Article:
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  • Mo Money, Mo Problems: Notorious' NFL Strategy Guide

Cash Game Strategy

Derek Farnsworth (Notorious)

Derek Farnsworth, aka Notorious, is one of the most recognizable names and faces in all of DFS, thanks in large part to the great advice he gives on a daily basis in RotoGrinders.com’s Grind Down for NBA and MLB as well as the First Look column that gives a preview of the day’s games from a DFS perspective. Before joining the RotoGrinders team, Derek received a Masters Degree from the University of Utah. When he’s not busy providing content, he’s dominating the industry as evidenced by his consistent top rankings in multiple sports. Farnsworth provides expert analysis for RotoGrinders Premium members on a daily basis during the NBA season and has also been nominated for five different Fantasy Sports Writer’s Association (FSWA) awards.

Michael Scott: “What was the most inspiring thing I’ve ever said to you?”

Dwight Schrute: “Don’t be an idiot. Changed my life. Whenever I’m about to do something, I think, Would an idiot do that? And if they would, I do not do that thing.”

-The Office

Don’t be an idiot. That may be the best advice that you will ever find for cash games.

In general, we refer to a cash game as any contest that pays out at least 33 percent of the field. This includes head-to-heads, double-ups, 50/50’s, and triple-ups. Cash games do not have tiered payouts, which means the person that finishes first gets the same payout as the person that finishes in the very last payout spot. Due to the nature of the payout structure in cash games, our goal is to maximize our floor, giving us a chance to finish in the top half of the field (or top third in triple-ups) as often as possible.

If we try to maximize our ceiling, or upside, we will have more volatile results week to week. This is a better strategy for tournaments, but it will also lead to riskier lineups, which leads to less cashes in double-ups and head-to-head contests. For example, let’s say that is takes 125 fantasy points to cash in an NFL double-up. Our goal is to maximize our floor, so that we can reach that 125-point mark as often as possible. Here is an example of a three-week stretch that produces varying results.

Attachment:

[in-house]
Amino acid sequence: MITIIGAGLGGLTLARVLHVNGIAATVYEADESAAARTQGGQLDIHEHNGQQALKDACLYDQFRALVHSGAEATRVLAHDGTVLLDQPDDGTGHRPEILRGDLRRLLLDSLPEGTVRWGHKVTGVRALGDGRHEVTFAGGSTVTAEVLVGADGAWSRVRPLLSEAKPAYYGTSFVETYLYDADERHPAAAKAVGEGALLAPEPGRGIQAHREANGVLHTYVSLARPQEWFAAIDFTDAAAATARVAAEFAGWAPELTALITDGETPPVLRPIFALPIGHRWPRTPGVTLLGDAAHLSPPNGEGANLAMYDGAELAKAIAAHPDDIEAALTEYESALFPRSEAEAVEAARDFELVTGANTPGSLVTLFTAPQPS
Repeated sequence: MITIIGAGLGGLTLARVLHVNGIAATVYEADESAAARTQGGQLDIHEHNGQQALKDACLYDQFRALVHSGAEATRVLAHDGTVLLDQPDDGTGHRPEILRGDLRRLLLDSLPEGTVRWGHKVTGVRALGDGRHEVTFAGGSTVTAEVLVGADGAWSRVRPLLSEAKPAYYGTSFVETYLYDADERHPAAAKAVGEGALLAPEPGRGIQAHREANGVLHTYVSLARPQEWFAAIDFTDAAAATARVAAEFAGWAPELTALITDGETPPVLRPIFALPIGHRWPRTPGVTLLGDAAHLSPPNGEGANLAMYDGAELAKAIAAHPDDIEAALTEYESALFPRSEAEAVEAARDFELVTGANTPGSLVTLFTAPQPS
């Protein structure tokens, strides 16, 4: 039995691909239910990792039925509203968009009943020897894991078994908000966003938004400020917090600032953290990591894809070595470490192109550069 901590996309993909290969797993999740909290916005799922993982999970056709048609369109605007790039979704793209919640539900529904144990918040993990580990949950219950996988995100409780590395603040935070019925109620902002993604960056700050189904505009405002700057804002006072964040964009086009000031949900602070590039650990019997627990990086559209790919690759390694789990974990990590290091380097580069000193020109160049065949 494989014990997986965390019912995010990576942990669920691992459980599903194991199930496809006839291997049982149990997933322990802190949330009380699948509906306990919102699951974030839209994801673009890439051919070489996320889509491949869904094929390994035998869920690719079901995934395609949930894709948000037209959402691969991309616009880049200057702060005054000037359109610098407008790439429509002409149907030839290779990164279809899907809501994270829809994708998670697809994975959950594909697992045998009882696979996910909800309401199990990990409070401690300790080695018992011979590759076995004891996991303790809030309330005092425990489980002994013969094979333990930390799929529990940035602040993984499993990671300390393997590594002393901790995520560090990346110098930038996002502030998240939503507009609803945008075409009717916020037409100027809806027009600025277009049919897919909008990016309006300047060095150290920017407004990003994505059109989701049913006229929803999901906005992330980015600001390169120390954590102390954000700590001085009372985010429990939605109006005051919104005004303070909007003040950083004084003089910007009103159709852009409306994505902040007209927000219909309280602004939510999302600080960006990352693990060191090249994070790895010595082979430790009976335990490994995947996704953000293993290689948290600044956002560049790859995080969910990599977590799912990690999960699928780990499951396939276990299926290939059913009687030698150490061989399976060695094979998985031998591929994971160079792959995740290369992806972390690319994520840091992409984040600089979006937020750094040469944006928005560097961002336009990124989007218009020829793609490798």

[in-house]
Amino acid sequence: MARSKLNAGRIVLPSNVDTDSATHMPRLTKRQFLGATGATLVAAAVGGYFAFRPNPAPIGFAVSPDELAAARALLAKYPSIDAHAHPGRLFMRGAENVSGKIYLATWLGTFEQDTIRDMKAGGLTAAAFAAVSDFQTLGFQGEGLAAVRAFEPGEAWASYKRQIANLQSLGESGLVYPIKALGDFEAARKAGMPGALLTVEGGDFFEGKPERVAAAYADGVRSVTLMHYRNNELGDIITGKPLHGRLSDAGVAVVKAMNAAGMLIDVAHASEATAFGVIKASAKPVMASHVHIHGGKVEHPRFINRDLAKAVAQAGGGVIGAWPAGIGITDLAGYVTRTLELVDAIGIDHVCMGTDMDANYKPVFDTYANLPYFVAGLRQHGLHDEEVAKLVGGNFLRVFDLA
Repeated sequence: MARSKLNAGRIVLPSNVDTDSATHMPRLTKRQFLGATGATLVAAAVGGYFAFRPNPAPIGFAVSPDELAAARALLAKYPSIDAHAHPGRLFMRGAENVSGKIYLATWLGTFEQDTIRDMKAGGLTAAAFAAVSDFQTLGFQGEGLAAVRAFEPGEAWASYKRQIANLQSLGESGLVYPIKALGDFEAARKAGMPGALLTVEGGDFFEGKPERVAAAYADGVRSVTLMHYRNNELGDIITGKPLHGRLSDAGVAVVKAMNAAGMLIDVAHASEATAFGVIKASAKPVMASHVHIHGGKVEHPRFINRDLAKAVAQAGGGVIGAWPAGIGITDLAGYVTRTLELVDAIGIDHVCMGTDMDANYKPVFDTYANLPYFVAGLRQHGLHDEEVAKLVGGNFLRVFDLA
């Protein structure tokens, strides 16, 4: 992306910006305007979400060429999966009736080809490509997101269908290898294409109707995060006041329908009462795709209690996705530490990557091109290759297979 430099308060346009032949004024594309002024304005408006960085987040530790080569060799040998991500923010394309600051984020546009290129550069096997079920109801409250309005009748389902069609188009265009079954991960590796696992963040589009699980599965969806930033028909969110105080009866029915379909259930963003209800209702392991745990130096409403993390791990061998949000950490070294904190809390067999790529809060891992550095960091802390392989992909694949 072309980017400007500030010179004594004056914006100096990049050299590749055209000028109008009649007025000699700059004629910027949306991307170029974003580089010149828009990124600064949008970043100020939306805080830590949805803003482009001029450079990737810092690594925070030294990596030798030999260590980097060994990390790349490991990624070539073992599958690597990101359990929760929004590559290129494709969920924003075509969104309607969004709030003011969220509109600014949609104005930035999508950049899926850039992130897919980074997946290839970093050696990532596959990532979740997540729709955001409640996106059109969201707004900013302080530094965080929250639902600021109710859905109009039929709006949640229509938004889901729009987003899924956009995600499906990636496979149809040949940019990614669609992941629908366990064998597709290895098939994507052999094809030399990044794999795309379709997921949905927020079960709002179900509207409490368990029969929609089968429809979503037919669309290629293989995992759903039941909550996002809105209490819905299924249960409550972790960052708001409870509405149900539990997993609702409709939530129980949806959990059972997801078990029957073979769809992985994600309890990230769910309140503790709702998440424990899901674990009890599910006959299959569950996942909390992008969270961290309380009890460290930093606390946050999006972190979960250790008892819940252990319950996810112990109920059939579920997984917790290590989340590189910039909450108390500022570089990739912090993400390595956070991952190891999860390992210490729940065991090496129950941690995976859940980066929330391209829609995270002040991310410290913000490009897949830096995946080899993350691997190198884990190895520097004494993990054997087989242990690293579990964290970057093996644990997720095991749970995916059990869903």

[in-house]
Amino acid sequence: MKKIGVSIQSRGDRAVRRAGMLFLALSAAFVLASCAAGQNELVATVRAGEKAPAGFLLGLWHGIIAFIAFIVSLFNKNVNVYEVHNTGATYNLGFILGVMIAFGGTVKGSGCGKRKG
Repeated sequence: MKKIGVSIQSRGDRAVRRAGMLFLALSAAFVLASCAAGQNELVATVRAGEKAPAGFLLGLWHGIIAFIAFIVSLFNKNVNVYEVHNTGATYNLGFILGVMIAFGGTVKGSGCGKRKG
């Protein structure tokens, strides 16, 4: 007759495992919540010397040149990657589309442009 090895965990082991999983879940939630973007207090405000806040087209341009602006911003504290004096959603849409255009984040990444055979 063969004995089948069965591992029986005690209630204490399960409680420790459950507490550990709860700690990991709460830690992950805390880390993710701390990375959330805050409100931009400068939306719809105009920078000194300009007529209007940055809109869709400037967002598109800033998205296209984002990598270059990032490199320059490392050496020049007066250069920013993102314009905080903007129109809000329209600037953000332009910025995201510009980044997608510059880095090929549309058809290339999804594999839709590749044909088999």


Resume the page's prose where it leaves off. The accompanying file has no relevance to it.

• In the first example, we will try to maximize our team’s floor by taking a safer route with our lineup building. Let’s say that in the three-week stretch, we score 135, 130, and 120 fantasy points. We will cash in two out of the three weeks, even though our average score was only 130 fantasy points.
• In the second example, we will try to maximize our team’s ceiling by targeting riskier plays with greater upside. In this three-week stretch, we score 175, 115, and 110 fantasy points. While our average score of 133 was higher than in the first example, we only cashed in one of the three weeks.

This is a very basic example to point out that you need to adjust your lineup-building strategy based on the type of contest that you are entering. In cash games, you want to maximize your floor rather than your ceiling, because your goal is to beat out 50-percent-plus of the competition. It’s much different than tournaments in that you don’t have to beat out 99 percent of the field to achieve your goal.

Importance of Head-to-Head Games

If you are new to daily fantasy sports, odds are that you haven’t ventured too deep into the world of head-to-head contests. It’s a lot easier to join a double-up and take your chances trying to finish in the top half of the field. If you throw out a random head-to-head matchup, there is a chance that a shark could come in and scoop up your league. There are certainly ways around this, but if you are new, head-to-head contests are more of an option than a necessity. Once you start to increase your volume of play, it becomes critical to include head-to-head matchups in your cash game allocation of your bankroll.

The reasoning is simple: head-to-head play reduces your variance week in and week out. It allows your bad weeks to not hurt as bad, because it gives you a more “true” payout of how your team actually fared compared to the rest of your opponents. In a 50/50, if you beat 45 percent of the field and finish just outside of the money, you get paid the exact same as if you finished DFL (dead f*cking last). In contract, if you beat 40 percent of your opponents in head-to-heads, you will get a sizable portion of your investment back.

Cash Game Lineup Building

We know that our goal is to maximize our floor in cash games, but how on Earth do we do that? While pricing dictates everything in daily fantasy sports, there are certain positions and rules that we should follow when building our cash game lineups. These are not steadfast rules that can never be broken, but in general, I’ve found a few nuggets of advice that have helped me improve my cash game play.